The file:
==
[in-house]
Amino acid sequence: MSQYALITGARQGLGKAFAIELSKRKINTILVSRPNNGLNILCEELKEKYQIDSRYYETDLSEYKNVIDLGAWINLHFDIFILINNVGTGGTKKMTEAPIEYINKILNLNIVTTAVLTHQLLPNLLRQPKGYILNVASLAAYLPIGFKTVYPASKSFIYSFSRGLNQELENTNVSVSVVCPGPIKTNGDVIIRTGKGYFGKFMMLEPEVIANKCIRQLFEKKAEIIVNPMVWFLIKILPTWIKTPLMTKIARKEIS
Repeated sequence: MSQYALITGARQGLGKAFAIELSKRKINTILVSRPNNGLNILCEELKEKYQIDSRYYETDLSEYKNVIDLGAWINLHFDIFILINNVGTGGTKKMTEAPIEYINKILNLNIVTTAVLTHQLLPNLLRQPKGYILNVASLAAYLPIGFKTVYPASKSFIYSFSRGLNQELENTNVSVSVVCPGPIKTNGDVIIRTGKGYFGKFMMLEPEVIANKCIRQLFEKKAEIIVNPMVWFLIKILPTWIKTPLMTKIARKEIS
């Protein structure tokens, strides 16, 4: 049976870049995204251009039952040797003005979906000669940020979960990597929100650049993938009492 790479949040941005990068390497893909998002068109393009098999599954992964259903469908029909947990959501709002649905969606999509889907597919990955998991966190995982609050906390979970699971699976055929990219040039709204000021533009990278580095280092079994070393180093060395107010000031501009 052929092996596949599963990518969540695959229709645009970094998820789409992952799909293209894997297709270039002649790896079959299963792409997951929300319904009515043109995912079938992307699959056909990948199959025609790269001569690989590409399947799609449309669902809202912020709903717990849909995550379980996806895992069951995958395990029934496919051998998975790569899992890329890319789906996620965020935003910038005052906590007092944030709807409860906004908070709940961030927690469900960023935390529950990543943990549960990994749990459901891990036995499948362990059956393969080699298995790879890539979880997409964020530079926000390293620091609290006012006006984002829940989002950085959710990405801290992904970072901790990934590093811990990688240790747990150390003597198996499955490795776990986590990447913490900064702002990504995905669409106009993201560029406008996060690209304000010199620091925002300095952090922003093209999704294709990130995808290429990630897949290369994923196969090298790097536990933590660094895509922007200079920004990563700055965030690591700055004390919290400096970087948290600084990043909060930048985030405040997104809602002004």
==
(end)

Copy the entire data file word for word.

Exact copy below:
[in-house]
Amino acid sequence: MSQYALITGARQGLGKAFAIELSKRKINTILVSRPNNGLNILCEELKEKYQIDSRYYETDLSEYKNVIDLGAWINLHFDIFILINNVGTGGTKKMTEAPIEYINKILNLNIVTTAVLTHQLLPNLLRQPKGYILNVASLAAYLPIGFKTVYPASKSFIYSFSRGLNQELENTNVSVSVVCPGPIKTNGDVIIRTGKGYFGKFMMLEPEVIANKCIRQLFEKKAEIIVNPMVWFLIKILPTWIKTPLMTKIARKEIS
Repeated sequence: MSQYALITGARQGLGKAFAIELSKRKINTILVSRPNNGLNILCEELKEKYQIDSRYYETDLSEYKNVIDLGAWINLHFDIFILINNVGTGGTKKMTEAPIEYINKILNLNIVTTAVLTHQLLPNLLRQPKGYILNVASLAAYLPIGFKTVYPASKSFIYSFSRGLNQELENTNVSVSVVCPGPIKTNGDVIIRTGKGYFGKFMMLEPEVIANKCIRQLFEKKAEIIVNPMVWFLIKILPTWIKTPLMTKIARKEIS
């Protein structure tokens, strides 16, 4: 049976870049995204251009039952040797003005979906000669940020979960990597929100650049993938009492 790479949040941005990068390497893909998002068109393009098999599954992964259903469908029909947990959501709002649905969606999509889907597919990955998991966190995982609050906390979970699971699976055929990219040039709204000021533009990278580095280092079994070393180093060395107010000031501009 052929092996596949599963990518969540695959229709645009970094998820789409992952799909293209894997297709270039002649790896079959299963792409997951929300319904009515043109995912079938992307699959056909990948199959025609790269001569690989590409399947799609449309669902809202912020709903717990849909995550379980996806895992069951995958395990029934496919051998998975790569899992890329890319789906996620965020935003910038005052906590007092944030709807409860906004908070709940961030927690469900960023935390529950990543943990549960990994749990459901891990036995499948362990059956393969080699298995790879890539979880997409964020530079926000390293620091609290006012006006984002829940989002950085959710990405801290992904970072901790990934590093811990990688240790747990150390003597198996499955490795776990986590990447913490900064702002990504995905669409106009993201560029406008996060690209304000010199620091925002300095952090922003093209999704294709990130995808290429990630897949290369994923196969090298790097536990933590660094895509922007200079920004990563700055965030690591700055004390919290400096970087948290600084990043909060930048985030405040997104809602002004």